There’s been a lot of buzz about the ongoing meeting of the International Telecommunications Union and the possibility that the United Nations will “take control” of the internet. To some extent, the concern surrounding this meeting misunderstands what the UN is and what it can do— the UN does not have the power to unilaterally “take over” anything, and any change who regulates what with regard to the internet would have to be agreed on by the individual member states. At the same time, some of the proposals being discussed are pretty troubling, including some clearly intended to give authoritarian governments more ability to block access to things they do not want their citizens to see. Robertson does a pretty good job of laying out what is at stake without being alarmist.
Article: “Today’s Assignment” by Louis Menand
Apparently, the President of France wants to ban homework, at least for younger children. I am kind of in favor of this, but at the same time his reason for wanting to do so strikes me as a particularly stupid one: wealthier parents are better able to help their children with their homework, and so those children have an advantage in school over poor children. That is a problem, to be sure, but if the homework being assigned is useful for learning it strikes me as absurd to get rid of it because some people will get more out of it than others, whatever the reason for that difference (and if it is not useful for learning, then we should do away with it for that reason alone). The interesting point that Menand makes here, though, is that this proposal reflects the fact that our views about homework have more to do with what we think school is supposed to do than about homework itself, and different societies have very different ideas about what school is for.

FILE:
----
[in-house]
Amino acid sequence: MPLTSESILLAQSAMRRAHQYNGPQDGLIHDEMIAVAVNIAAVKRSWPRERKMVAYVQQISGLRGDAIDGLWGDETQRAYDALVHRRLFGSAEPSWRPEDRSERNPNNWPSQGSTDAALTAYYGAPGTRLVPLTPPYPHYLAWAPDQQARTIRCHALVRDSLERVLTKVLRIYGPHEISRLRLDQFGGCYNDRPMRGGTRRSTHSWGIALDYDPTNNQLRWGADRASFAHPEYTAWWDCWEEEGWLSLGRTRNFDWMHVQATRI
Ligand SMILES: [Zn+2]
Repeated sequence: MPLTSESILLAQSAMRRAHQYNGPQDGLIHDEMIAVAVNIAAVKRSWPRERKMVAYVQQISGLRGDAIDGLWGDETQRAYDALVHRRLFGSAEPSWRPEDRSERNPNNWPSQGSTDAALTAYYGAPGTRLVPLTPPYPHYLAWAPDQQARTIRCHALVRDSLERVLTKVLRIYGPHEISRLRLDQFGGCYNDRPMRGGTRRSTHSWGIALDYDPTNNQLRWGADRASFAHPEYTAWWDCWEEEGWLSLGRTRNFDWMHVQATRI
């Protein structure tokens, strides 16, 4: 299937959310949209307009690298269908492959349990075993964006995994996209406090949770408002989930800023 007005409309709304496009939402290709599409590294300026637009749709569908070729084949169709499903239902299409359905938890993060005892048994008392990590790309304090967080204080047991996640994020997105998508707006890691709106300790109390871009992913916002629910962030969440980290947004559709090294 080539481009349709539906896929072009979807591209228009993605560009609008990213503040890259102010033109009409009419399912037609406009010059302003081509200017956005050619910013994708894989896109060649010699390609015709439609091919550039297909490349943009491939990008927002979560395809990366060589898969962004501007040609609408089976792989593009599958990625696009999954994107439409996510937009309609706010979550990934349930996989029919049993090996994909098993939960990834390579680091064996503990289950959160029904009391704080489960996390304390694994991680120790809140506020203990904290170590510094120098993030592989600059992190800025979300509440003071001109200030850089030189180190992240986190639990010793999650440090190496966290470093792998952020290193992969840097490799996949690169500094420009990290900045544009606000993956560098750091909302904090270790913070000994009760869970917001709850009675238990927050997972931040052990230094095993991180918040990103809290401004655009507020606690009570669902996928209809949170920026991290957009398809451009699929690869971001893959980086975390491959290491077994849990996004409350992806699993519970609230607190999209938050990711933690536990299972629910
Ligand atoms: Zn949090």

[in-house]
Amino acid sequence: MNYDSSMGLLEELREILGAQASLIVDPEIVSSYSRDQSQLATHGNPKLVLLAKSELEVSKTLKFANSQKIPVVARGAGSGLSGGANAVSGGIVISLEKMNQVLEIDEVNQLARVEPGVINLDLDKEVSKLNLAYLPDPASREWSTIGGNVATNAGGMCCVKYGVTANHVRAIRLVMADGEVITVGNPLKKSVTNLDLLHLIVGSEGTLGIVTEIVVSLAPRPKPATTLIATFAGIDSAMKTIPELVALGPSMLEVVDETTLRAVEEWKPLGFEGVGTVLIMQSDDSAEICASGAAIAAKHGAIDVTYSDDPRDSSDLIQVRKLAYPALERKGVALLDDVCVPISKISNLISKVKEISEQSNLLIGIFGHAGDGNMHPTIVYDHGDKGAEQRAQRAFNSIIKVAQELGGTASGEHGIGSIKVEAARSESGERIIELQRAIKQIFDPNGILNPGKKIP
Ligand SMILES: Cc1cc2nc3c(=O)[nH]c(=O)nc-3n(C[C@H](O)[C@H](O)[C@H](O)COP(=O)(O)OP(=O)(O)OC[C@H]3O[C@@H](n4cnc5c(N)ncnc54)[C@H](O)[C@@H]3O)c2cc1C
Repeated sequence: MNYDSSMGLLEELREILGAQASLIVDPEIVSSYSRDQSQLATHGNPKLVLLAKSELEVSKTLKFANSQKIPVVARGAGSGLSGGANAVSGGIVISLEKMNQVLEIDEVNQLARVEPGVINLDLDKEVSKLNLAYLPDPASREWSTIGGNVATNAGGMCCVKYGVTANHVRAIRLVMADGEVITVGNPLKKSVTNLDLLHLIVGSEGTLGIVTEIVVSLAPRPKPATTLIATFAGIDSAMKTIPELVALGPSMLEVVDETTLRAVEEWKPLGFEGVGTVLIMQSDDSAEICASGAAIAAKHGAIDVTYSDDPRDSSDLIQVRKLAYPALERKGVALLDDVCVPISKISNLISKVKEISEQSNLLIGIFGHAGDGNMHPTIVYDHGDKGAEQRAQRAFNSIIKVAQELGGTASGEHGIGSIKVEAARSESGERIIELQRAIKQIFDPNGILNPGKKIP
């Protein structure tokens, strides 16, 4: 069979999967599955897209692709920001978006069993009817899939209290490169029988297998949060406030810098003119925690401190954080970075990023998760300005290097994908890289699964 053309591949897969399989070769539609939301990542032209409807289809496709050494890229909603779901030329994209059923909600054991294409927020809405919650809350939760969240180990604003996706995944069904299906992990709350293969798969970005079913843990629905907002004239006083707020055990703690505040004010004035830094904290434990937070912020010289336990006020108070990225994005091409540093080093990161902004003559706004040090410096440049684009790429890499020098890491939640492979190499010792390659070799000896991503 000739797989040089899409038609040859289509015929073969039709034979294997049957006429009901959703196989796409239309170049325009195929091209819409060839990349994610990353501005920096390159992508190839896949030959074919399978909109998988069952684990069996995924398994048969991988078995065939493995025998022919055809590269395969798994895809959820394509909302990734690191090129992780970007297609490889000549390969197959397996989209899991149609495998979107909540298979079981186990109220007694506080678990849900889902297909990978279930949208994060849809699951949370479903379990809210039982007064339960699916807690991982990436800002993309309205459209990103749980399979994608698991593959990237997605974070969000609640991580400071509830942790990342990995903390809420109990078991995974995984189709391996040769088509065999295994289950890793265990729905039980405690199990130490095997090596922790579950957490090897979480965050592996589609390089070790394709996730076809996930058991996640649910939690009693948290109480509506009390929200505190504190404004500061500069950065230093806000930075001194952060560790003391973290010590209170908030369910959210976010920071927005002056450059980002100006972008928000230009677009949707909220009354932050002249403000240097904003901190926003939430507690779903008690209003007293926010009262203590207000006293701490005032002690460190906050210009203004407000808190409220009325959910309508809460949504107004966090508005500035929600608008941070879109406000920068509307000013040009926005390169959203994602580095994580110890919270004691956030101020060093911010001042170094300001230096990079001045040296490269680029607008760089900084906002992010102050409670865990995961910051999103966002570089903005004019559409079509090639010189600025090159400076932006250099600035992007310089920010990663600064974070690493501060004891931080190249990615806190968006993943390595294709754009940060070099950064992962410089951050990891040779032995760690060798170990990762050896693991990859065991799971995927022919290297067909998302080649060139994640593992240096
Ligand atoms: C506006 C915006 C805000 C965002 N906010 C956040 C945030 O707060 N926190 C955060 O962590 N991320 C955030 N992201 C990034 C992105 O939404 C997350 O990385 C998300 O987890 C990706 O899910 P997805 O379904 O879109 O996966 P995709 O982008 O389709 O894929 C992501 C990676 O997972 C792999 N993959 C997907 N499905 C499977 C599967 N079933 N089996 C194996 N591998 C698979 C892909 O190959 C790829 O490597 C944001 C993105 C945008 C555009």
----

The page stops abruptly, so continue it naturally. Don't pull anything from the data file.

And, finally, it is end-of-the-year-list season. I know some people get annoyed with this stuff, but I really enjoy it. I see the lists as an opportunity to both catch up on what I missed through the year and to reflect on what happened over the year as a whole. Sure, the calendar year is a somewhat arbitrary unit for doing that, but it seems useful to me mentally to make such divisions. I will be doing some of my own lists soon, but until then, here are a couple that I have enjoyed recently:
List: “2012: The Year in Photos” 
Just what it sounds like: a selection of some of the best, most striking, most moving, and most important images of the year. I might still have to go with the bear on the trampoline as my personal favorite, but there is some amazing work here.
List: “A Year in Reading” by The Millions
There will be lots and lots of lists of the books of the year, etc., but I like The Millions’ approach for a couple of reasons. First, these lists are limited to books published this year; instead, they ask all kinds of interesting people to talk about what they read over the course of the year, and what from among that material really stuck with them. Second, I like it because the page linked to here evolves rapidly over the last few weeks of the year; not infrequently, I’ll finish with one entry and go back to the main page to find that others have been added while I was reading. I have not read every entry here, and I probably won’t, but I find it fascinating to see how people for whom reading is an important part of what they do find their way to the things they read.